“Find Murder Culprits Before Investigating Arson Attacks”

Speaker of the House of Representatives, Bhofal Chambers

— House Speaker Chambers on Maryland “gboyo” killing

Seemingly appearing unembarrassed by the arson attack on his properties in Pleebo, Maryland County, House Speaker, Dr. Bhofal W. Chambers has said that he wants the culprits of the recent murder of a young student of the Pleebo High School in Maryland County to be the primary focus of the security apparatuses under the joint security efforts restoring law order and civility.

Speaker Chambers says whilst he acknowledges the efforts of GOL joint security operations in the County following acts of civil disobedience and anarchy, he equally believes that focusing mostly on what triggered the citizens’ action to behave in such a manner in Pleebo and Harper Cities should be investigated to the core.

“May we as a people and government put the acts of vandalization and destruction of properties in the cities of Pleebo and Harper, including the destruction of my residence secondary to the prosecution of those involved in the murder of student Nyemah,” said Speaker Chambers.

Speaker Bhofal Chambers, who is also the District Representative of Pleebo-Sodoken, Maryland County in the 54th Legislature, says he views the burning of his premises in Pleebo and that of the vandalization of the County’s prison and Police Station as a diversionary act to put away or slow the security response in investigating the main issue surrounding the murder of student Mordecai Nyemah which has a semblance of “Ritualism.”

According to the Speaker, he is yet to understand any logical reasoning as to why people will destroy the Harper Prison and Police Station, where the primary suspect of the murder act was detained. He, however, blames the situation on persons he referred to as “Miscreants and dangerous elements” in Maryland County who want to subvert or delay the much needed justice the majority of Marylanders need.

According to a press statement released over the weekend in Monrovia, Speaker Chambers has called on all Marylanders bent on the perpetration of “Gboyo” to desist from this act he describes as a diabolical cultural practice.

The Speaker has also assured the public of his commitment to support the government to investigate, prosecute, and apply the law in its fullness to deter future occurrence.

“About the unprovoked arson attack on my premises in Pleebo City, Pleebo-Sodoken District, and the vandalization and destruction of government’s properties including the impeding of normal business activities and the movement of peaceful citizens, we believe strongly that same do not represent the majority of our people and the patriotic citizens of our community, Pleebo-Sodoken District and all of Maryland,” the Speaker intoned.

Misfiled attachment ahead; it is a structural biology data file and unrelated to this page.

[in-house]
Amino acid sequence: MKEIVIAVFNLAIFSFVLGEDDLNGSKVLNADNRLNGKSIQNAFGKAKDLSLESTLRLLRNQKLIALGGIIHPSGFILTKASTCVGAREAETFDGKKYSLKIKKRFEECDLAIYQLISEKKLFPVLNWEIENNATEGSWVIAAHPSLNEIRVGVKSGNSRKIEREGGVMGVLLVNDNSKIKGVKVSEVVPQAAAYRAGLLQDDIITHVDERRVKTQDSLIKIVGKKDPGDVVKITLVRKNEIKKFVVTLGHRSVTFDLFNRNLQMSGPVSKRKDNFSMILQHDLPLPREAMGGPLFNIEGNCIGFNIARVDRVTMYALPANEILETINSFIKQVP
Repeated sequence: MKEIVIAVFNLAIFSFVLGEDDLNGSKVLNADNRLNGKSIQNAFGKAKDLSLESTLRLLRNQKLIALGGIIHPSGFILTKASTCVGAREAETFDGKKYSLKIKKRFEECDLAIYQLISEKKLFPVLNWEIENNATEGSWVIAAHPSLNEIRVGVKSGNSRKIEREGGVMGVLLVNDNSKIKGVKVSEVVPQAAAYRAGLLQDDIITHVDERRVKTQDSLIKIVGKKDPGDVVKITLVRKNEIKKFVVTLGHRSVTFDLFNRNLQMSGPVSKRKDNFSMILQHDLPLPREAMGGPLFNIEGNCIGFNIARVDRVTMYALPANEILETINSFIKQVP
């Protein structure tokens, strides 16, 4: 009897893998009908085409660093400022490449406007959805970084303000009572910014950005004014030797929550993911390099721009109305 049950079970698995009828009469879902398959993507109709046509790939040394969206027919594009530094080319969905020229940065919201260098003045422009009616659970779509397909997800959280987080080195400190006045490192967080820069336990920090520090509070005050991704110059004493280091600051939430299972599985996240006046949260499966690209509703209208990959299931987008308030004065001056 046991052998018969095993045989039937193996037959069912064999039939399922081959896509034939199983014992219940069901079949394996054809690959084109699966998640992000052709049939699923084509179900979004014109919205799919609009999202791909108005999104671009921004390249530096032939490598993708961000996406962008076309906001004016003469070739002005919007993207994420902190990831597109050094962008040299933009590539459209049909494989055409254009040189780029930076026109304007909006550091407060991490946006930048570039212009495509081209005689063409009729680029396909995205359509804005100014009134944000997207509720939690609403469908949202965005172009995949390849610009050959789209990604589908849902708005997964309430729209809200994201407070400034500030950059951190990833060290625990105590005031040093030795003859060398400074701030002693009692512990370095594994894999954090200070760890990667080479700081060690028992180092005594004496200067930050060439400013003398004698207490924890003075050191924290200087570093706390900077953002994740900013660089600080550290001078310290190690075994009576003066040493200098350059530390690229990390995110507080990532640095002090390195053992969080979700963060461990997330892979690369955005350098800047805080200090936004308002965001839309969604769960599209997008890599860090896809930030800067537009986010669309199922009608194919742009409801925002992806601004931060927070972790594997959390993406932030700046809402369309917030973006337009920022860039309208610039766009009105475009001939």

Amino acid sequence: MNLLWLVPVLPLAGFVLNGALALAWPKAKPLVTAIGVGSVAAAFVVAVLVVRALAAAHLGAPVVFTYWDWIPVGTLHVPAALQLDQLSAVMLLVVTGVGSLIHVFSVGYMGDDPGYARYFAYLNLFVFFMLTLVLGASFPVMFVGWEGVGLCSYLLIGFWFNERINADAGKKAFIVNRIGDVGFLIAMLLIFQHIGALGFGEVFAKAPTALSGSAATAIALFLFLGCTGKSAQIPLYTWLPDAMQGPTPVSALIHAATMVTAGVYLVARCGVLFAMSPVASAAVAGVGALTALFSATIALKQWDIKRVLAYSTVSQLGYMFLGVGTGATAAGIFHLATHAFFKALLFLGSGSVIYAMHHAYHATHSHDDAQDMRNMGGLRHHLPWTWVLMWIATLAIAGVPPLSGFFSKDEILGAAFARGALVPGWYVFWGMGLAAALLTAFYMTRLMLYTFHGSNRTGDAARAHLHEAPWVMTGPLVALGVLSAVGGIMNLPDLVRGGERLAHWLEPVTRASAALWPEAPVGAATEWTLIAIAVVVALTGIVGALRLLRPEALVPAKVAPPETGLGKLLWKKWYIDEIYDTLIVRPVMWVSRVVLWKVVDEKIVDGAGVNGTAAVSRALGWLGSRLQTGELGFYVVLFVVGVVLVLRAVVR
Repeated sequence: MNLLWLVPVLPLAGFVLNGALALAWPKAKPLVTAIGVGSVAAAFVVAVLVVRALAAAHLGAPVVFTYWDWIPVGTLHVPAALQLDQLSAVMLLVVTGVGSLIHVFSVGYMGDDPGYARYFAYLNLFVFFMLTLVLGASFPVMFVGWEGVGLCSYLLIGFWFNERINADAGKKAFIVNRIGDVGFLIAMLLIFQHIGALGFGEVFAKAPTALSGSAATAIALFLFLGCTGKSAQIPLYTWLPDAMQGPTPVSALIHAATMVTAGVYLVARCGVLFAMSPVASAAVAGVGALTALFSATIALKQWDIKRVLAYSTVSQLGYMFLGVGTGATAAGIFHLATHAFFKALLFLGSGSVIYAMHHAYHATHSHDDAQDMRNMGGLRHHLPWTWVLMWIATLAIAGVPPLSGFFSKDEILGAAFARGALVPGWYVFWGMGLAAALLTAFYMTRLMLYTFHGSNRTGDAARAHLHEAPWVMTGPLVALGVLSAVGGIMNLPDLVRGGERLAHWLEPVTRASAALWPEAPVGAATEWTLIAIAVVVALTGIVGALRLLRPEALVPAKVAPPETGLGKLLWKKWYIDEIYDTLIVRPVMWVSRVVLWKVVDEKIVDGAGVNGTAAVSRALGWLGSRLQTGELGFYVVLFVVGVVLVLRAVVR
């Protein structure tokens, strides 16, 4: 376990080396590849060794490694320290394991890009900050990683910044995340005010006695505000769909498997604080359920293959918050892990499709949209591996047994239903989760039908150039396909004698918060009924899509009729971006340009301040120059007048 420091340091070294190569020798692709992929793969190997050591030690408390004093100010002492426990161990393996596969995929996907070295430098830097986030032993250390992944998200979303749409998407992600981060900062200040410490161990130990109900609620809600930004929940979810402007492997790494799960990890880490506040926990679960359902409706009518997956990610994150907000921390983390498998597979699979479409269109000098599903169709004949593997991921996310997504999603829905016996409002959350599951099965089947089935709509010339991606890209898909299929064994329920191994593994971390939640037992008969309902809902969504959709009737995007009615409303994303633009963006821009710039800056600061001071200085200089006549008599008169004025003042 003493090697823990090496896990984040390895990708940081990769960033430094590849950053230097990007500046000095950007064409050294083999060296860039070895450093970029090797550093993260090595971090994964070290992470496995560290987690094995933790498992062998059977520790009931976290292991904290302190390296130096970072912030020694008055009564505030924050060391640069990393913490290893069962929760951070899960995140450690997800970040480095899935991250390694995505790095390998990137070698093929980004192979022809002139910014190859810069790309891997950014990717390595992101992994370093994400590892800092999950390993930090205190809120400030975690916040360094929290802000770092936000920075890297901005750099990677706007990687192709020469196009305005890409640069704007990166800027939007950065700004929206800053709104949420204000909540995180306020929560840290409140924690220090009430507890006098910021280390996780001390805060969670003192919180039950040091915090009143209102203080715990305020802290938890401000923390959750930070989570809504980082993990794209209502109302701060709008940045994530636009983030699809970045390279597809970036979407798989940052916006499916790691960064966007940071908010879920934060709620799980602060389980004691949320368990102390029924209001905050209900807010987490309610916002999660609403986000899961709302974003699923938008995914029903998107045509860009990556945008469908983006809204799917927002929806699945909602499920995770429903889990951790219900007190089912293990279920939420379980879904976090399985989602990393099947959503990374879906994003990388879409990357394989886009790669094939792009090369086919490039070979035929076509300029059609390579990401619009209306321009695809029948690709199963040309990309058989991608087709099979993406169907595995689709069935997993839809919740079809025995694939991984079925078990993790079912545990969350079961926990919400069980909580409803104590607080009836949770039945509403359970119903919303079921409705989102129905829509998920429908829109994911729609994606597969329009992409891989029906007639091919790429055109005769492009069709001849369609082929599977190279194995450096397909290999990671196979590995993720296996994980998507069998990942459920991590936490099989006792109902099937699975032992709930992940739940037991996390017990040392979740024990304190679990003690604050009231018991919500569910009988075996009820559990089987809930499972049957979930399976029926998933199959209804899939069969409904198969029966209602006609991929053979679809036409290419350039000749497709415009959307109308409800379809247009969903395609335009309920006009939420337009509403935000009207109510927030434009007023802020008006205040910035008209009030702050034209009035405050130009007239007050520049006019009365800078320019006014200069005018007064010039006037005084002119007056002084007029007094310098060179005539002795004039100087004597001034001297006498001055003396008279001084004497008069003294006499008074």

Meanwhile, Speaker Chambers in a press statement has lauded President George M. Weah for his decisiveness in taking a hands-on approach to restore calm in Maryland County.

“Now that the President has imposed curfew in Maryland County, I crave the indulgence of all persons within the territorial boundaries of Maryland County to abide by the requirements set forth for the enforcement of the curfew,” Speaker Chambers said.

The Speaker has also acknowledged the concerns of all his well-wishers and Colleagues of the 54th Legislature and other Officials of Government, friends and family members who called to send messages of consolation following the incident.

He has cautioned Liberians in and out of the Country not to see violence as a means to draw attention or settle disagreements even if they are hurt, but to always find recourse through the law as a path to settle differences.  


  1. My attention is drawn to the last paragraph in this commentary says: “He (referring to Chambers) has cautioned Liberians in and out of the country not to see violence as a means to draw attention or settle disagreements even if they are hurt, but to always find recourse through the law as a path to settle differences.”

    As rosy and as consoling Chamber’s statement might be, it however forms the basis for why the rioters acted like they did. Their swift and harsh reactions emanated from the fact the government had always interpreted their civic demeanors as being a powerless and exploitable bunch.

    I am not an advocate of violence, but Chambers advice seemingly point to the Biblical turn-the-other cheek approach. Yes, the Bible says that as Christians we should forgive one another 70×7 times which is 490 times. Nonetheless, only the literalist will believe that because it did not mean that an individual should remain helpless and docile in the face of continuous injustices. It meant for as long as one’s tolerance can withstand the punches.
    Relating to this passage, I said this once in one of my Sunday school classes, and it evoked group laughter: “Depending on how I feel when the assailant throws the first punches at me, I will retaliate immediately for I am not going to be another person’s punch bag neither am I going to open the door to a floodgate of abuses.”

    With all the experiences Liberians have already had with this administration, is it not pathological and suicidal to continuously accept the notion that an exercise in passivity is the right course or the panacea to the bane of ritualistic murders and other grave constitutional infringements on their rights?

    The people that struggle to manumit themselves from the yoke of oppression must never accept blackmail. Why? Because once they do, they will always stand to defend themselves from the unjust onslaught of their oppressors.


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